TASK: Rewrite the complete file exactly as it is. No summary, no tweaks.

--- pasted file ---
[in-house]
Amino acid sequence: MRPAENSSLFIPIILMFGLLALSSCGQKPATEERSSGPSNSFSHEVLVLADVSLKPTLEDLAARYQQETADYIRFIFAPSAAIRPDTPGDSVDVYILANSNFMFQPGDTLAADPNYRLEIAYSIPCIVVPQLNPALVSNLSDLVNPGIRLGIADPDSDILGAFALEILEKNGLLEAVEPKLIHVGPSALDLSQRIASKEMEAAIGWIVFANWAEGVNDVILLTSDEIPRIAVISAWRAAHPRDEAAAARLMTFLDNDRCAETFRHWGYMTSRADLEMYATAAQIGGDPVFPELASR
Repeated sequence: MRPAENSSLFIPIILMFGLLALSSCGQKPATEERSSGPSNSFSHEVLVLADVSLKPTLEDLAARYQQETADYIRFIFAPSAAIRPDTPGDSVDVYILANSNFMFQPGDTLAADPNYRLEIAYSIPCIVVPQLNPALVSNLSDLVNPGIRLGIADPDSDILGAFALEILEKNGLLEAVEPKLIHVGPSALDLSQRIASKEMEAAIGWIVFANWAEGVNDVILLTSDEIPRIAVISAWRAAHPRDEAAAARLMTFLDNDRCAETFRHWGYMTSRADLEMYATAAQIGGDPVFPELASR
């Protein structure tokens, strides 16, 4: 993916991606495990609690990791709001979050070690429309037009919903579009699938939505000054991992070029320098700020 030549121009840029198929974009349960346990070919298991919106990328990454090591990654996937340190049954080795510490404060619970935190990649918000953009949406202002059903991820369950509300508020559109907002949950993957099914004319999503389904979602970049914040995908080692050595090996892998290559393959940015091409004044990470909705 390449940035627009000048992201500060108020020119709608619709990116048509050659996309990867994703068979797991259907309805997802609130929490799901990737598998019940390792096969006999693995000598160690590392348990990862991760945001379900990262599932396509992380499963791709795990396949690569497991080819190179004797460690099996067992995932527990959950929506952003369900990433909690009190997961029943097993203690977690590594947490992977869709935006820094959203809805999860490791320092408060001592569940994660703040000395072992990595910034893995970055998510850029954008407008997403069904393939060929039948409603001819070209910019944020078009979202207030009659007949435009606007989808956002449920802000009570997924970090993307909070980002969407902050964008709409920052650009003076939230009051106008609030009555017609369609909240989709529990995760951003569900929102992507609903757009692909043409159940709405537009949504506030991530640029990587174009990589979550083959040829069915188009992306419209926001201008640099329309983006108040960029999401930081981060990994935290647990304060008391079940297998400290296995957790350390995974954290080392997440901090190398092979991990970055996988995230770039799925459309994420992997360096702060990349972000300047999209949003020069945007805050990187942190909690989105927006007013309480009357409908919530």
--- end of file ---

[in-house]
Amino acid sequence: MRPAENSSLFIPIILMFGLLALSSCGQKPATEERSSGPSNSFSHEVLVLADVSLKPTLEDLAARYQQETADYIRFIFAPSAAIRPDTPGDSVDVYILANSNFMFQPGDTLAADPNYRLEIAYSIPCIVVPQLNPALVSNLSDLVNPGIRLGIADPDSDILGAFALEILEKNGLLEAVEPKLIHVGPSALDLSQRIASKEMEAAIGWIVFANWAEGVNDVILLTSDEIPRIAVISAWRAAHPRDEAAAARLMTFLDNDRCAETFRHWGYMTSRADLEMYATAAQIGGDPVFPELASR
Repeated sequence: MRPAENSSLFIPIILMFGLLALSSCGQKPATEERSSGPSNSFSHEVLVLADVSLKPTLEDLAARYQQETADYIRFIFAPSAAIRPDTPGDSVDVYILANSNFMFQPGDTLAADPNYRLEIAYSIPCIVVPQLNPALVSNLSDLVNPGIRLGIADPDSDILGAFALEILEKNGLLEAVEPKLIHVGPSALDLSQRIASKEMEAAIGWIVFANWAEGVNDVILLTSDEIPRIAVISAWRAAHPRDEAAAARLMTFLDNDRCAETFRHWGYMTSRADLEMYATAAQIGGDPVFPELASR
């Protein structure tokens, strides 16, 4: 993916991606495990609690990791709001979050070690429309037009919903579009699938939505000054991992070029320098700020 030549121009840029198929974009349960346990070919298991919106990328990454090591990654996937340190049954080795510490404060619970935190990649918000953009949406202002059903991820369950509300508020559109907002949950993957099914004319999503389904979602970049914040995908080692050595090996892998290559393959940015091409004044990470909705 390449940035627009000048992201500060108020020119709608619709990116048509050659996309990867994703068979797991259907309805997802609130929490799901990737598998019940390792096969006999693995000598160690590392348990990862991760945001379900990262599932396509992380499963791709795990396949690569497991080819190179004797460690099996067992995932527990959950929506952003369900990433909690009190997961029943097993203690977690590594947490992977869709935006820094959203809805999860490791320092408060001592569940994660703040000395072992990595910034893995970055998510850029954008407008997403069904393939060929039948409603001819070209910019944020078009979202207030009659007949435009606007989808956002449920802000009570997924970090993307909070980002969407902050964008709409920052650009003076939230009051106008609030009555017609369609909240989709529990995760951003569900929102992507609903757009692909043409159940709405537009949504506030991530640029990587174009990589979550083959040829069915188009992306419209926001201008640099329309983006108040960029999401930081981060990994935290647990304060008391079940297998400290296995957790350390995974954290080392997440901090190398092979991990970055996988995230770039799925459309994420992997360096702060990349972000300047999209949003020069945007805050990187942190909690989105927006007013309480009357409908919530």